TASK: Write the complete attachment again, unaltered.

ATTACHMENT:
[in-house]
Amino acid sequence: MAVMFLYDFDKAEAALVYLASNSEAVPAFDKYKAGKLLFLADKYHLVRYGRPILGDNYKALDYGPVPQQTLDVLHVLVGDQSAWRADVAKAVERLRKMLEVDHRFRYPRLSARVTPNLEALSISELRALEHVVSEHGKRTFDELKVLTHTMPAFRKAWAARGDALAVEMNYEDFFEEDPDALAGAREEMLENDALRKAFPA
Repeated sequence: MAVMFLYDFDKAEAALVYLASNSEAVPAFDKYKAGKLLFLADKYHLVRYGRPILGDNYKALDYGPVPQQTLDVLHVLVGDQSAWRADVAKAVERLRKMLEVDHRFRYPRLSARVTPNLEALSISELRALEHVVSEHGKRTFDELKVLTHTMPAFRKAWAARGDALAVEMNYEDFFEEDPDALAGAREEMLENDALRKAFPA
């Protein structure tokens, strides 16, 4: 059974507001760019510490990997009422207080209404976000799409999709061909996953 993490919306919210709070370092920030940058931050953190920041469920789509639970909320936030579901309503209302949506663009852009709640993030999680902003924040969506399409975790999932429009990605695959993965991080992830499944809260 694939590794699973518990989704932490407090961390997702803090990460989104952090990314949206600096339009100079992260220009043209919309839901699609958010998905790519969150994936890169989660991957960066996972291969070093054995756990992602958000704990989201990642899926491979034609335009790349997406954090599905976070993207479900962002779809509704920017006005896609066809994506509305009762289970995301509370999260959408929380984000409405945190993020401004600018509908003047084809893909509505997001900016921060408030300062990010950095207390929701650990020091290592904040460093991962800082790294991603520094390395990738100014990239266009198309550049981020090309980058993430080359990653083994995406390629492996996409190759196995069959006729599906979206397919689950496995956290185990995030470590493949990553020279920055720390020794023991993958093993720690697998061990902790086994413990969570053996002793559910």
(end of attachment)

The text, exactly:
[in-house]
Amino acid sequence: MAVMFLYDFDKAEAALVYLASNSEAVPAFDKYKAGKLLFLADKYHLVRYGRPILGDNYKALDYGPVPQQTLDVLHVLVGDQSAWRADVAKAVERLRKMLEVDHRFRYPRLSARVTPNLEALSISELRALEHVVSEHGKRTFDELKVLTHTMPAFRKAWAARGDALAVEMNYEDFFEEDPDALAGAREEMLENDALRKAFPA
Repeated sequence: MAVMFLYDFDKAEAALVYLASNSEAVPAFDKYKAGKLLFLADKYHLVRYGRPILGDNYKALDYGPVPQQTLDVLHVLVGDQSAWRADVAKAVERLRKMLEVDHRFRYPRLSARVTPNLEALSISELRALEHVVSEHGKRTFDELKVLTHTMPAFRKAWAARGDALAVEMNYEDFFEEDPDALAGAREEMLENDALRKAFPA
């Protein structure tokens, strides 16, 4: 059974507001760019510490990997009422207080209404976000799409999709061909996953 993490919306919210709070370092920030940058931050953190920041469920789509639970909320936030579901309503209302949506663009852009709640993030999680902003924040969506399409975790999932429009990605695959993965991080992830499944809260 694939590794699973518990989704932490407090961390997702803090990460989104952090990314949206600096339009100079992260220009043209919309839901699609958010998905790519969150994936890169989660991957960066996972291969070093054995756990992602958000704990989201990642899926491979034609335009790349997406954090599905976070993207479900962002779809509704920017006005896609066809994506509305009762289970995301509370999260959408929380984000409405945190993020401004600018509908003047084809893909509505997001900016921060408030300062990010950095207390929701650990020091290592904040460093991962800082790294991603520094390395990738100014990239266009198309550049981020090309980058993430080359990653083994995406390629492996996409190759196995069959006729599906979206397919689950496995956290185990995030470590493949990553020279920055720390020794023991993958093993720690697998061990902790086994413990969570053996002793559910």